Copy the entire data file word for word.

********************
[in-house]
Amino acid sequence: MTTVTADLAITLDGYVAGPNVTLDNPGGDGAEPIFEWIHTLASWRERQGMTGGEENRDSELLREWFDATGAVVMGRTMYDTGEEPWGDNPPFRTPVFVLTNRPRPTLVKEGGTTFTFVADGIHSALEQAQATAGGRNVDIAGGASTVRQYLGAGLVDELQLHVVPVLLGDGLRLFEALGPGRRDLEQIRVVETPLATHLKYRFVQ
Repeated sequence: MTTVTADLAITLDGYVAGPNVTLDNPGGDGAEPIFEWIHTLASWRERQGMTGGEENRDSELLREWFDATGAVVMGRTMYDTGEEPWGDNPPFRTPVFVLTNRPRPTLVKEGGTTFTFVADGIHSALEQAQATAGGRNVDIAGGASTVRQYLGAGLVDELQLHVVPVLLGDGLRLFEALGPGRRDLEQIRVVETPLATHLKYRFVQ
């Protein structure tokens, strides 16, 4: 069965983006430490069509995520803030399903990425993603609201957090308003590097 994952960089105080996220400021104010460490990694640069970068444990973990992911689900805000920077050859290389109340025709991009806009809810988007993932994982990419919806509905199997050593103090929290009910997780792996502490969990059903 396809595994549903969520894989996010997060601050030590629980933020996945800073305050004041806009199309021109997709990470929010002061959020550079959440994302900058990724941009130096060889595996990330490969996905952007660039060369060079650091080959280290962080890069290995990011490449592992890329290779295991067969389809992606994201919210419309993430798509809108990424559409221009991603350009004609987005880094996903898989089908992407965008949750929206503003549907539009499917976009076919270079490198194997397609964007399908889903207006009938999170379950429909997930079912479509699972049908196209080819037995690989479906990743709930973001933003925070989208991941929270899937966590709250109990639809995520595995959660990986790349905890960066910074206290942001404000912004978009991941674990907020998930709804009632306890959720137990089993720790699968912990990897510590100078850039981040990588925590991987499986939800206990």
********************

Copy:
[in-house]
Amino acid sequence: MTTVTADLAITLDGYVAGPNVTLDNPGGDGAEPIFEWIHTLASWRERQGMTGGEENRDSELLREWFDATGAVVMGRTMYDTGEEPWGDNPPFRTPVFVLTNRPRPTLVKEGGTTFTFVADGIHSALEQAQATAGGRNVDIAGGASTVRQYLGAGLVDELQLHVVPVLLGDGLRLFEALGPGRRDLEQIRVVETPLATHLKYRFVQ
Repeated sequence: MTTVTADLAITLDGYVAGPNVTLDNPGGDGAEPIFEWIHTLASWRERQGMTGGEENRDSELLREWFDATGAVVMGRTMYDTGEEPWGDNPPFRTPVFVLTNRPRPTLVKEGGTTFTFVADGIHSALEQAQATAGGRNVDIAGGASTVRQYLGAGLVDELQLHVVPVLLGDGLRLFEALGPGRRDLEQIRVVETPLATHLKYRFVQ
């Protein structure tokens, strides 16, 4: 069965983006430490069509995520803030399903990425993603609201957090308003590097 994952960089105080996220400021104010460490990694640069970068444990973990992911689900805000920077050859290389109340025709991009806009809810988007993932994982990419919806509905199997050593103090929290009910997780792996502490969990059903 396809595994549903969520894989996010997060601050030590629980933020996945800073305050004041806009199309021109997709990470929010002061959020550079959440994302900058990724941009130096060889595996990330490969996905952007660039060369060079650091080959280290962080890069290995990011490449592992890329290779295991067969389809992606994201919210419309993430798509809108990424559409221009991603350009004609987005880094996903898989089908992407965008949750929206503003549907539009499917976009076919270079490198194997397609964007399908889903207006009938999170379950429909997930079912479509699972049908196209080819037995690989479906990743709930973001933003925070989208991941929270899937966590709250109990639809995520595995959660990986790349905890960066910074206290942001404000912004978009991941674990907020998930709804009632306890959720137990089993720790699968912990990897510590100078850039981040990588925590991987499986939800206990």